You may have heard the term “diet culture” popping up, but what exactly is it? We are doing a deep dive into what diet culture is, how to spot it in our day to day, the role social media plays in diet culture, why it’s so harmful, and 4 ways to combat it.
It seems as though the term “diet culture” has been thrown around all over the internet, but what exactly is it? While this is a huge topic, it’s important to understand what it is so we can identify it (awareness is the first step to making change!) when it crops up at work, at school, in our communities and in our homes.
With our intuitive eating dietitian lens, we’re bringing you on a deep dive into:
- What is Diet Culture?
- How to Spot Diet Culture
- Social Media and Diet Culture
- How to Break Free!
- The Anti-Diet Culture Movement
If you’re particularly interested in any of the above, just click the link to jump to that section!
Off the top, we often hear these two questions:
Diet culture is a system of beliefs that worships thinness and equates thinness with health, among other things. There are many ways that it is harmful, including perpetuating weight stigma, fat phobia, and thin privilege. Find out more that here.
Diet culture has infiltrated many parts of our society, including the wedding and fashion industries, our healthcare system, and social media. Because it is so pervasive, it can negatively impact our body image, increase our preoccupation with food, and lead us to feeling like we’re not enough Read more about that here and here.
What is Diet Culture?
So, what is diet culture and why should we pay attention?
When we think about one’s culture, we’re discussing the learned patterns of perception, values, and behaviors that are shared by a group of people. Culture is incredibly important, as identifying with a particular culture fulfills one of our most basic human needs to belong. Aligning with what the majority of our community values and perceives as acceptable or not is a surefire way to cultivate a sense of safety and security. We dive more into the psychology of our human needs here in this blog about calorie counting.
So how does dieting play a role in all of this?
According to Christy Harrison, RD, the definition of diet culture is a system of beliefs that:
- Worships thinness and equates thin with being healthy
- Promotes weight loss as a means of attaining a higher status
- Demonizes certain ways of eating while elevating others
- Oppresses people who do not match up with the thin ideal or the gold standard of health
Simply put, diet culture is based on the idea that bodies exist in a hierarchy, with smaller and thinner equaling better and healthier. Both of which are completely false, as we discuss in more detail in this post sharing 3 ways to stop yo-yo dieting.
Even though there is a ton of research outlining the harms of dieting and how diets don’t work, diet culture is still so pervasive in our culture today – so why? Aside from creating that sense of safety by agreeing with the masses as discussed above, another reason is the multi-billion-dollar diet industry that brings in more than 72 billion dollars a year. There are systems in place that make a lot of money by convincing individuals to spend their money, time, and energy on pursuing the thin ideal, no matter the cost.
Transform your relationship with food and your body while mastering the foundations of feel-good nutrition by working 1:1 with a Registered Dietitian from our team.
How to Spot Diet Culture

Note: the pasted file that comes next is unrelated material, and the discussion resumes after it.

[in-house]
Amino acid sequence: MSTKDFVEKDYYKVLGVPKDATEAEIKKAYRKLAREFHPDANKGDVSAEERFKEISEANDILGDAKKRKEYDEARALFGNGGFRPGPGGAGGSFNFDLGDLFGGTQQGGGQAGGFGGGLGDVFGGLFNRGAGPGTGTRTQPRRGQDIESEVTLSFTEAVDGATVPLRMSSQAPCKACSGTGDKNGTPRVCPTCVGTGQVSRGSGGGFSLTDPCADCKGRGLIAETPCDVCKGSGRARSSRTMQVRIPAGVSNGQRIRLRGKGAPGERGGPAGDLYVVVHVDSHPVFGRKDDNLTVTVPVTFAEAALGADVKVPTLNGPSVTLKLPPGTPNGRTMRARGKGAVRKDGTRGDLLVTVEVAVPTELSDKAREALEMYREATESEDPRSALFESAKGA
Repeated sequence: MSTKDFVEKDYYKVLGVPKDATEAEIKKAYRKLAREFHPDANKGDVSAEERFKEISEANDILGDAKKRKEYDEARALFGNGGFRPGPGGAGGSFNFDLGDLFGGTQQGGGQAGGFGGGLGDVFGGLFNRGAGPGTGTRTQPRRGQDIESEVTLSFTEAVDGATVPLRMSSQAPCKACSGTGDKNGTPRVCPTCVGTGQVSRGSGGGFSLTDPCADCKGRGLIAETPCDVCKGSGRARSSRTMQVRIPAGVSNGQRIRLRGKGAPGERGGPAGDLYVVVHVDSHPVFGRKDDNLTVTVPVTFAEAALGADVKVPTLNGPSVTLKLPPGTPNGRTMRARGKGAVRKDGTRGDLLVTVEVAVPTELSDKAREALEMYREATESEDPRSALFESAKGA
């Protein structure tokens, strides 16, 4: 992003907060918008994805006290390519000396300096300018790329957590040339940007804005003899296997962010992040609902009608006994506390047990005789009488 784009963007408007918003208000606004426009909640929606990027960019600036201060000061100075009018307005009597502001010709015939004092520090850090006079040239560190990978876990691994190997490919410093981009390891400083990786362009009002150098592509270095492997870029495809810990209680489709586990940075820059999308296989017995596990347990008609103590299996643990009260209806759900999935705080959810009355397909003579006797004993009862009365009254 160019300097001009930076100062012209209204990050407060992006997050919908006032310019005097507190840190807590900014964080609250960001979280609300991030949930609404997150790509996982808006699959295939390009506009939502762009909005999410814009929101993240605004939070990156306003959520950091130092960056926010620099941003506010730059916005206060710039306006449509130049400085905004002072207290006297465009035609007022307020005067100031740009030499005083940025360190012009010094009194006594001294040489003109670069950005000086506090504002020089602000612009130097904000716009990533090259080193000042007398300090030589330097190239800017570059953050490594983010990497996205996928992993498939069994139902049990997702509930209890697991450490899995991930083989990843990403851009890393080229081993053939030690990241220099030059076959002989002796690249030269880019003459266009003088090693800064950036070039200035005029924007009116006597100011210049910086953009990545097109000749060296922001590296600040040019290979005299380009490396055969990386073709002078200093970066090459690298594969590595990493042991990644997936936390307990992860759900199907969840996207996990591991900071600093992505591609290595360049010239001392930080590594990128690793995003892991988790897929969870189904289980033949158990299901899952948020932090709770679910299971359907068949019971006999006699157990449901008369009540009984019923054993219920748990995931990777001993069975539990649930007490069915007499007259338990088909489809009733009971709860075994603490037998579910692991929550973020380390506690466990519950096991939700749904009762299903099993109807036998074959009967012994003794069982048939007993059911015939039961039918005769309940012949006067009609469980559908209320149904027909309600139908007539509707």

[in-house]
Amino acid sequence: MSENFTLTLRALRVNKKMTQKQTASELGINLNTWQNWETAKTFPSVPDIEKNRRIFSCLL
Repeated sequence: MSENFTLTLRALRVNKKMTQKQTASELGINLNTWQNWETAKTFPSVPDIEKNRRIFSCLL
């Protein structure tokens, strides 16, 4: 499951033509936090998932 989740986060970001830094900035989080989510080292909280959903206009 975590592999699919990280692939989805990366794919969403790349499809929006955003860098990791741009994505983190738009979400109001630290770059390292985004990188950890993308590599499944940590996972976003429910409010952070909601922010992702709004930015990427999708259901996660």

You might be thinking ‘but I’m not on a diet, can I still be impacted by diet culture?’ And the answer is a big YUP. You don’t need to be on a diet to be swept up with diet culture and in turn participating in the perpetuation of these beliefs.
How does diet culture show up and how can we spot it?
Diet culture can show up in obvious ways, including:
The Wedding Industry
There is a lot of money to be made off of brides who feel unworthy and inadequate in terms of the size of their body. From the bridal store not carrying an inclusive range of dress sizes, the seamstress asking if you’re planning to lose weight before the wedding, to the unending body pressures from not only the industry, but close friends and family, for you to look perfect on your big day.
The Fashion Industry
While clothing sizes are all over the map for straight sized women, it’s even worse for folks needing plus-size clothing. In fact, the average sample size for most fashion designers ranges from size 0-2, despite this study showing that adult American women, on average, fall between the sizes of 18-20, with teen girls averaging around a size 12.
Diet culture can also show up in less obvious ways, including:
The Wellness Diet
The Wellness Diet is a term coined by Christy Harrison, RD, which describes the sneaky way that diet culture is showing up in our generation. Diet culture is not as obvious as it was years ago, when brands like Weight Watchers and Slim Fast were popularized on the market.
Nowadays, dieting for weight loss seems to be more taboo, and the dieting industry has caught on to this fact and has instead wrapped up the same faulty diet product in new packaging – aka ‘Wellness.’ Even full-on diets are now refusing to market themselves as diets, and instead are marketing themselves as psychology based programs – looking at you Noom.
This manifestation of dieting can be sneaky and hard to spot, given that the marketing behind this movement is focused on the pursuit of health (meanwhile they all seem to have the goal of weight loss written in the fine print).
So what exactly does The Wellness Diet look like?
It could look like demonizing so-called ‘inflammatory’ foods such as gluten or plant oils, a focus on consuming various “detoxing” and “cleansing” products (which, by the way, are not needed given we already have our detoxifying lungs, liver, and kidneys), cutting out whole food groups, following ‘ancestral’ diets, or becoming obsessed with #cleaneating.